by Brian Hioe

Photo Credit: 時代力量/Facebook

AN UNUSUAL SPLIT has opened up in the New Power Party (NPP), with NPP legislator Hsu Yung-ming suggesting that the party should keep its options open with regards to the idea of running a presidential candidate in 2020 elections. Hsu calls for putting the idea to a vote by the party’s general membership.

The obvious concern of the NPP suggesting such an idea is that if the NPP were to run a candidate, this would split the NPP’s vote share with the DPP, as fellow pan-Green political parties. As such, this would make it possible for a KMT candidate to win if the pan-Green vote is divided between the NPP and DPP.

Photo credit: 徐永明/Facebook

Likewise, an NPP presidential candidate’s chances of electoral victory would be low, given that the party is a small one lacking in resources, and which lacks a nationwide mobilization network in the same way that the DPP or KMT do. It would be a further question as to who the NPP would run, seeing as party heavyweights Freddy Lim or Huang Kuo-chang have expressed a lack of interest in running for president. 

Indeed, given that an NPP presidential candidate would almost certainly lose, one generally suspects that if the NPP were to run a presidential candidate, the party’s self-proclaimed aspiration of eventually becoming a party able to compete on equal grounds with the DPP and KMT would be taken less and less seriously. Instead, the NPP would become seen as a fringe third party of the pan-Green camp, much as the PFP and New Party are fringe third parties of the pan-Blue camp.

Confusion within the party after Hsu’s have suggested that many members of the party do not agree with Hsu’s view that the NPP should run a presidential candidate and have been caught off guard by his assertion of this idea. Hsu previously asserted that then-party chair Huang Kuo-chang should run for president, though it would not be impossible for Hsu to assert himself as a candidate either. 

Current NPP chair Handy Chiu (left) and former NPP chair Huang Kuo-chang (right). Photo credit: 時代力量/Facebook

If there is a split between Hsu and other NPP members, then, this may contribute to further splits within the Third Force party. Splits already exist between Freddy Lim and Huang Kuo-chang, regarding Lim’s more moderate stance on Taipei mayor Ko Wen-je, or the NPP’s demonstrations against the Tsai administration’s changes to the Labor Standards Act in 2017, when Huang took a more aggressive stance on such issues. Prominent members of the party, such as activist comedian and politician Neil Peng, had previously left the party because of disagreements with the party leadership.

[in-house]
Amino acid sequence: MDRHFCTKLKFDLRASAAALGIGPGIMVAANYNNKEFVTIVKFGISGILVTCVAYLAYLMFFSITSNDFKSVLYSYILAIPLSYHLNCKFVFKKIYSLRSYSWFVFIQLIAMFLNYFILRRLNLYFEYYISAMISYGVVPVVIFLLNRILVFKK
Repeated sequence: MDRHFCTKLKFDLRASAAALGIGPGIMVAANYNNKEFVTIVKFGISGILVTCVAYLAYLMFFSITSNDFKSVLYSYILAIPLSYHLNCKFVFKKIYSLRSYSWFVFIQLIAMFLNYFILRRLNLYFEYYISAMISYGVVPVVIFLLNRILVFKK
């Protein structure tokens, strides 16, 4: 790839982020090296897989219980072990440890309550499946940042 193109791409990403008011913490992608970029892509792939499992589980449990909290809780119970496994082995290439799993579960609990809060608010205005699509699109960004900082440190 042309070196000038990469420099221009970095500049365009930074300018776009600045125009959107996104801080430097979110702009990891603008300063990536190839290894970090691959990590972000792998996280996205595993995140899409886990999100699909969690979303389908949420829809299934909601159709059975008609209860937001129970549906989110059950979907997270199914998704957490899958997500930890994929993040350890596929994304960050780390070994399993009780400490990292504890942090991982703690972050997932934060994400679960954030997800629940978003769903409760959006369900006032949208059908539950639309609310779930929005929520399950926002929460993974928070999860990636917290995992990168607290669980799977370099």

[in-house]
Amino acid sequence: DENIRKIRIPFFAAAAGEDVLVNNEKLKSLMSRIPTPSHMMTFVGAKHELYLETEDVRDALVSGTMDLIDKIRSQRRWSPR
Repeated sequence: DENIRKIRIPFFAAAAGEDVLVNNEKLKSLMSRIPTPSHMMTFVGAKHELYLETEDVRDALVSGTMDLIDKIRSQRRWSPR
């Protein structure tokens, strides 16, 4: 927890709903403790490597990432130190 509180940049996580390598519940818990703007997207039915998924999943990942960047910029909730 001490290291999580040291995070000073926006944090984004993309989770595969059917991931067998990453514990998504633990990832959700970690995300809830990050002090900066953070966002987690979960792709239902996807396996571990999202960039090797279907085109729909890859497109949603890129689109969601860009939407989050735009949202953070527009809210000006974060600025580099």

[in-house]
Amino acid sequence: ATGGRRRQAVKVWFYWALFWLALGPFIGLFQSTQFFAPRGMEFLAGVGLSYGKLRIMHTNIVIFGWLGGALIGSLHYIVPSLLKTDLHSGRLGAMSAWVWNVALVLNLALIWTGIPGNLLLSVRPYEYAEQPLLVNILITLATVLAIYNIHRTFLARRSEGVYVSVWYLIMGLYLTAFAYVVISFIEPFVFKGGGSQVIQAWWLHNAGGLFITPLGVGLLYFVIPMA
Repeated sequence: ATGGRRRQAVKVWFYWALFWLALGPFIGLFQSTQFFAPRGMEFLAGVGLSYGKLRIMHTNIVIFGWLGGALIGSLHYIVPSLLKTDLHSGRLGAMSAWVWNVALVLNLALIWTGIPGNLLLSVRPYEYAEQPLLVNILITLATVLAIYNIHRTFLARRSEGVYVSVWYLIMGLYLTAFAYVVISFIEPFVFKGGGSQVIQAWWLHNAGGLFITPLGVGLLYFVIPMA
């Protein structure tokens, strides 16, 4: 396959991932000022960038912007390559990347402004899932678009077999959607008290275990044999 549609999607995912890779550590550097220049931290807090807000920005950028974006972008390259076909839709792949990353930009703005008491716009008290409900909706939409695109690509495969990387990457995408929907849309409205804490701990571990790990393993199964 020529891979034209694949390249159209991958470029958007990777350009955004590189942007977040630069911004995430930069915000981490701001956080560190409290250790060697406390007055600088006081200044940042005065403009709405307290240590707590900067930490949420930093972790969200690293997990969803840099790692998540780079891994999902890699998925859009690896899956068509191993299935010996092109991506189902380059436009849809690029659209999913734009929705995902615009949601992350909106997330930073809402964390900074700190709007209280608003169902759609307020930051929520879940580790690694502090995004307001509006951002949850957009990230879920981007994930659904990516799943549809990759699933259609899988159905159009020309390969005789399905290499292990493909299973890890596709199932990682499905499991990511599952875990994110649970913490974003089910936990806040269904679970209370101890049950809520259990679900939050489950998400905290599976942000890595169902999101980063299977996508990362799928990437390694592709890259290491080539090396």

Indeed, some reports suggest that Huang is considering splitting from the NPP to form a political party with livestreaming personality Holger Chen, Chen having stated that Huang previously approached Chen about potentially running as an NPP candidate in 2020 legislative elections. The name of this new party would reportedly be “White Force,” this being a term originally popularized by Taipei mayor Ko Wen-je in what some viewed as Ko’s attempt to build a political force which would back him in a potential presidential bid during 2018 elections, when Ko was seeking reelection.

Other reports claim that Chen advocated that Huang form a new party, while Huang himself stated that there are indeed plans to form a new Third Force party called the “White Force” by a group of individuals⁠—but he is not among them, though he did try to convince one of their members to instead join the NPP. It has increasingly become a question as to Huang’s relation with the party since he left the post of party chair, with questions as to whether Huang has political disagreements with current NPP chair Handy Chiu, and further murkiness after Huang organized a rally against “red media” last week with Holger Chen, rather than the NPP as a party. It is thought that up to 200,000 may have attended this rally.

Photo credit: 時代力量新竹黨部/Facebook

Either way, the internal dynamics of the NPP are becoming increasingly complex. This complexity can be seen as something which has gone hand-in-hand with the expansion of the party in the past year, with the attempt to shift the party leadership to a fifteen-member central committee, local representatives, and general voting by the party membership as a whole, rather than dominance by NPP chair Huang Kuo-chang and the NPP’s five legislators. With growth may come increasing factionalism within the party, something that may spell the doom for what is already a small party with limited resources.

On the other hand, it is possible that Hsu’s suggestion that the NPP should run a presidential candidate is strategic in nature, as a threat against the DPP intended to convince the DPP to make compromises to the NPP. After all, the NPP’s original five legislative seats claimed in 2016 legislative elections were won because the DPP backed out of areas in which NPP candidates ran in order to avoid dividing the vote. The NPP may be hoping to persuade the DPP to do the same this time around. Indeed, NPP legislator Hung Tzu-yung has suggested the notion of working together with other parties, though it is to be questioned whether this would be working together with the DPP or with other third parties.

This remains to be seen, however. At this juncture, it is wholly not impossible that the NPP ultimately undermines itself because of a poorly thought out electoral strategy.

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